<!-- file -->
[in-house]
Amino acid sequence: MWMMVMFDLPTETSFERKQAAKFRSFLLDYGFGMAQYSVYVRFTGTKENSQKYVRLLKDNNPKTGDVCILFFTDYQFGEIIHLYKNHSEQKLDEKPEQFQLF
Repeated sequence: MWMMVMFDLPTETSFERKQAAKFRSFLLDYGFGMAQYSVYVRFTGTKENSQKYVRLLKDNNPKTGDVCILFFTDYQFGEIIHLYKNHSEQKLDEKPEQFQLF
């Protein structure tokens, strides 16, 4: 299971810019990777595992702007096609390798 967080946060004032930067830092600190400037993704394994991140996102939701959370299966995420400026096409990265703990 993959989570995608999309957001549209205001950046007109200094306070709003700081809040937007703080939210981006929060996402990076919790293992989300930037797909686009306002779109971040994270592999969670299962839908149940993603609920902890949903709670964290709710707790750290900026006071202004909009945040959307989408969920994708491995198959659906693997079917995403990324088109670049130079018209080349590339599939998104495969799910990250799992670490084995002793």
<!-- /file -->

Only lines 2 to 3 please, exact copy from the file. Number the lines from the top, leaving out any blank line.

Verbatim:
Amino acid sequence: MWMMVMFDLPTETSFERKQAAKFRSFLLDYGFGMAQYSVYVRFTGTKENSQKYVRLLKDNNPKTGDVCILFFTDYQFGEIIHLYKNHSEQKLDEKPEQFQLF
Repeated sequence: MWMMVMFDLPTETSFERKQAAKFRSFLLDYGFGMAQYSVYVRFTGTKENSQKYVRLLKDNNPKTGDVCILFFTDYQFGEIIHLYKNHSEQKLDEKPEQFQLF